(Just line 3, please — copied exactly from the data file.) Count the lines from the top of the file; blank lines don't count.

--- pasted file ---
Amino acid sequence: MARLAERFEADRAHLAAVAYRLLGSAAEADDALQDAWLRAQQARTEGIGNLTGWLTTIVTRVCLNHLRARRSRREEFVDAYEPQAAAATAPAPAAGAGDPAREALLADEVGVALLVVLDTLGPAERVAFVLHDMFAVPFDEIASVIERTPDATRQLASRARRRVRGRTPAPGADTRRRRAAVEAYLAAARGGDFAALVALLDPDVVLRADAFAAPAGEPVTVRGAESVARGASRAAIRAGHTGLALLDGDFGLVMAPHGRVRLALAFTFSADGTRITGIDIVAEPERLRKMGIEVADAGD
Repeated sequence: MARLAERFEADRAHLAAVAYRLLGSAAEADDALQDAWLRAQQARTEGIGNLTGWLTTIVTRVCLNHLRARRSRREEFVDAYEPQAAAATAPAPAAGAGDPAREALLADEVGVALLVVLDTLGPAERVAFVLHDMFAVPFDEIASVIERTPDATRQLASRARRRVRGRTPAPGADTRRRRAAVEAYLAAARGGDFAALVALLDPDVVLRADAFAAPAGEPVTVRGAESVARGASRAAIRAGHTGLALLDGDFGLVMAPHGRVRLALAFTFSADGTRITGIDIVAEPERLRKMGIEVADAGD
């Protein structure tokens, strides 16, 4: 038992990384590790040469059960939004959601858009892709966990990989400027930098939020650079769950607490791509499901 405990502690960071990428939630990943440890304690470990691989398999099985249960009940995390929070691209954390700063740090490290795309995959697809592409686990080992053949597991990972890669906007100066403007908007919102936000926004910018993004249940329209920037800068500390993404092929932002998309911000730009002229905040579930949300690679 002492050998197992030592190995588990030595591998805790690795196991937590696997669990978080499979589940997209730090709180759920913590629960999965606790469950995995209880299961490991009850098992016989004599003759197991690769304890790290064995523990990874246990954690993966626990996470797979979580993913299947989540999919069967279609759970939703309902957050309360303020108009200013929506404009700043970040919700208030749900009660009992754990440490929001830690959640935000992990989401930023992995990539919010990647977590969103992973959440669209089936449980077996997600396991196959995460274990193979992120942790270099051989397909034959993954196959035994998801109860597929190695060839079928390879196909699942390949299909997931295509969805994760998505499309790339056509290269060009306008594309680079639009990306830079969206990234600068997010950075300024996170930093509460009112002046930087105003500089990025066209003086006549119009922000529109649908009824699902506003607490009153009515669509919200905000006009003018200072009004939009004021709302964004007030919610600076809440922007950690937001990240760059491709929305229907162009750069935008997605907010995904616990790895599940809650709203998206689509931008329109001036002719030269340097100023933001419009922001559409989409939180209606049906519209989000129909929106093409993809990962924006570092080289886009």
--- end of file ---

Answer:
């Protein structure tokens, strides 16, 4: 038992990384590790040469059960939004959601858009892709966990990989400027930098939020650079769950607490791509499901 405990502690960071990428939630990943440890304690470990691989398999099985249960009940995390929070691209954390700063740090490290795309995959697809592409686990080992053949597991990972890669906007100066403007908007919102936000926004910018993004249940329209920037800068500390993404092929932002998309911000730009002229905040579930949300690679 002492050998197992030592190995588990030595591998805790690795196991937590696997669990978080499979589940997209730090709180759920913590629960999965606790469950995995209880299961490991009850098992016989004599003759197991690769304890790290064995523990990874246990954690993966626990996470797979979580993913299947989540999919069967279609759970939703309902957050309360303020108009200013929506404009700043970040919700208030749900009660009992754990440490929001830690959640935000992990989401930023992995990539919010990647977590969103992973959440669209089936449980077996997600396991196959995460274990193979992120942790270099051989397909034959993954196959035994998801109860597929190695060839079928390879196909699942390949299909997931295509969805994760998505499309790339056509290269060009306008594309680079639009990306830079969206990234600068997010950075300024996170930093509460009112002046930087105003500089990025066209003086006549119009922000529109649908009824699902506003607490009153009515669509919200905000006009003018200072009004939009004021709302964004007030919610600076809440922007950690937001990240760059491709929305229907162009750069935008997605907010995904616990790895599940809650709203998206689509931008329109001036002719030269340097100023933001419009922001559409989409939180209606049906519209989000129909929106093409993809990962924006570092080289886009």